Is such a political resolution possible for abortion? Again, Obama simply evades the issue, by talking about how both pro- and anti-abortion folks can agree on the fact that we should institute policies that decrease unwanted pregnancies. Sure, there might factually be a consensus, but what does this have to do with the question at hand?

In this case, the history of the intractability of the abortion debate does constitute very strong evidence that perhaps a political resolution is not possible for abortion, because the history and the content of the debate both show that inevitably, debates about abortion could not bracket aside these differing, conflicted, and fundamental normative schemes that each side holds.

So where does this leave us? It leaves us in a stalemate, both philosophically and politically. At least philosophically, we have not closed the door on the possibility of resolving the questions, but for all intents and purposes, politically, abortion is at a stand still. Obama can do all he wants to make the debate itself not acrimonious in how it is carried on, but he can’t do anything about the intractability of it. We can all be very civil, but civility ultimately does nothing to answer the question.

What will ultimately answer the question, at least on a political level, is coercion: coercion in the form of a fair vote with the majority, whichever side that might be, “winning.” But this result isn’t going to satisfy anyone, because the losing side will feel alienated from the decision and feel that it is illegitimate. And political winds change over time, so the majority will also change. But this isn’t going to be something that the losing side, whichever it might be, can reasonably accept. No matter who “wins” politically, the losing side will feel the “win” to be illegitimate and arbitrary.

And in a sense, it is arbitrary, because we have simply not answered the question. But the existence of this arbitrary conclusion, for a question of this magnitude, both normatively and politically, presents a challenge to our notions of political legitimacy.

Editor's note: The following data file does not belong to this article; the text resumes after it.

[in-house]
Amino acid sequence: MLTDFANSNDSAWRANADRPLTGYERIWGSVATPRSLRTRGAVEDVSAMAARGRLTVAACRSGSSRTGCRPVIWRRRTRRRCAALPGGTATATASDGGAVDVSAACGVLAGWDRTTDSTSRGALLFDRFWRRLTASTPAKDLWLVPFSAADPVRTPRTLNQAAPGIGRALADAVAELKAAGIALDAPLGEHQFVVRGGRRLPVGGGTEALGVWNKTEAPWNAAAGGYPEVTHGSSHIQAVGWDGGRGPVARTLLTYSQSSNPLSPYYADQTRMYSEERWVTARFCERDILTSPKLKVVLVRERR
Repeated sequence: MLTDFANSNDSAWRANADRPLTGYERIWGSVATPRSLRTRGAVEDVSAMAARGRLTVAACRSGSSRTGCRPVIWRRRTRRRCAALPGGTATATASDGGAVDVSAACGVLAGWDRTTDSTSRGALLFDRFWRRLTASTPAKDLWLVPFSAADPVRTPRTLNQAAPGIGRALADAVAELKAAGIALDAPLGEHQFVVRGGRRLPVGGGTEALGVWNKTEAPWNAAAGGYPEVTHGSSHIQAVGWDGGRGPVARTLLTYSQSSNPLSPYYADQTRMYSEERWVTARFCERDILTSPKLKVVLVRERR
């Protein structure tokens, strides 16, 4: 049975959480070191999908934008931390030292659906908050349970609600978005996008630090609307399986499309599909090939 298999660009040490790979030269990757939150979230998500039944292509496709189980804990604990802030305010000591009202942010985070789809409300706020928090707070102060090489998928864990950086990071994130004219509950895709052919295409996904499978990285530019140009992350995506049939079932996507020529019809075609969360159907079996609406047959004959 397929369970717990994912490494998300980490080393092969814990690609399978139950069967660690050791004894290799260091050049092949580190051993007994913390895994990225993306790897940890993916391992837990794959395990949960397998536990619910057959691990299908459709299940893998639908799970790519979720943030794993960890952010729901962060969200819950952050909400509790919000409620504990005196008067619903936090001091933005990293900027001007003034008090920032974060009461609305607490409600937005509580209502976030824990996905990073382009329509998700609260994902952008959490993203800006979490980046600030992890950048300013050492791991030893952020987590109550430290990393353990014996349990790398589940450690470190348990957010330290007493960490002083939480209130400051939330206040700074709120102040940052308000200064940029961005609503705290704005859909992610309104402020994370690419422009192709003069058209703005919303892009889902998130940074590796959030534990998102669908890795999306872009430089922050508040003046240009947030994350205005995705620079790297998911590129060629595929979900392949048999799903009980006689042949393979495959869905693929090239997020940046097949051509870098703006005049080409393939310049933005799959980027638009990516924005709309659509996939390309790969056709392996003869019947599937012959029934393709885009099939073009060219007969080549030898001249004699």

And this is the possible conclusion that this country, Obama included, has been trying so hard to push to the bottom. This country simply refuses to acknowledge even the possibility of this conclusion, but given all the history, all the evidence, I don’t see how anyone can simply brush the possibility of this conclusion aside.

No matter how much Obama talks about the need to find common ground, to make the debate civil and not acrimonious, this possibility exists. And it is time that we, as citizens, start to think seriously about its implications.


Jigga Should be Rapping about Public-Private Investment Funds

…after all, it would be fitting for someone who once said, quite cleverly I might add, “I’m not a businessman, I’m a business man.”

I believe it’s time for hip hop to engage the financial and economic meltdown of our time, because it has done so brilliantly in the past (see Grandmaster Flash – “The Message,” all of Public Enemey’s It Takes A Nation of Millions to Hold Us Back, both of which cannot be fully understood without understanding the socio-political consequences of the Reagan years). So why not now, when the nation is facing its greatest economic crisis since the Big One?

You can easily construct a narrative around this: say an enterprising street hustler deals on the corner, amasses a small fortune, a crew, women, and cars. Now what? Instead of dying an early, if glorious, death, said street enterpreneuer could invest the money in one of many Public-Private Investment Funds (PPIFs) created by Treasury’s plan. And why would this street hustler invest? It’s a perfect opportunity: the FDIC is willing to go as high as 6-to-1 debt-to-equity ratio, while Treasury is willing to put up half of the equity. So at the most, an investor would only have to be 25% of the value of the asset, or at the least, an investor would only have to put up 7% of the value. If the asset makes money, the investor will win big, and even if it loses, the government is subsidizing the majority of the losses. Best of all, it is completely legal.

So for a rapper and a businessman of Jay-Z’s skill and acumen would be retarded NOT to invest in PPIFs. And maybe we can even get a semi-decent to great rap song out of this as well.

The US Financial System is a Series of Tubes

So Treasury finally(!) reveals the details of bank rescue plan (the NYT story here and the official white paper here). As I was reading through the white paper, one thing caught my eye: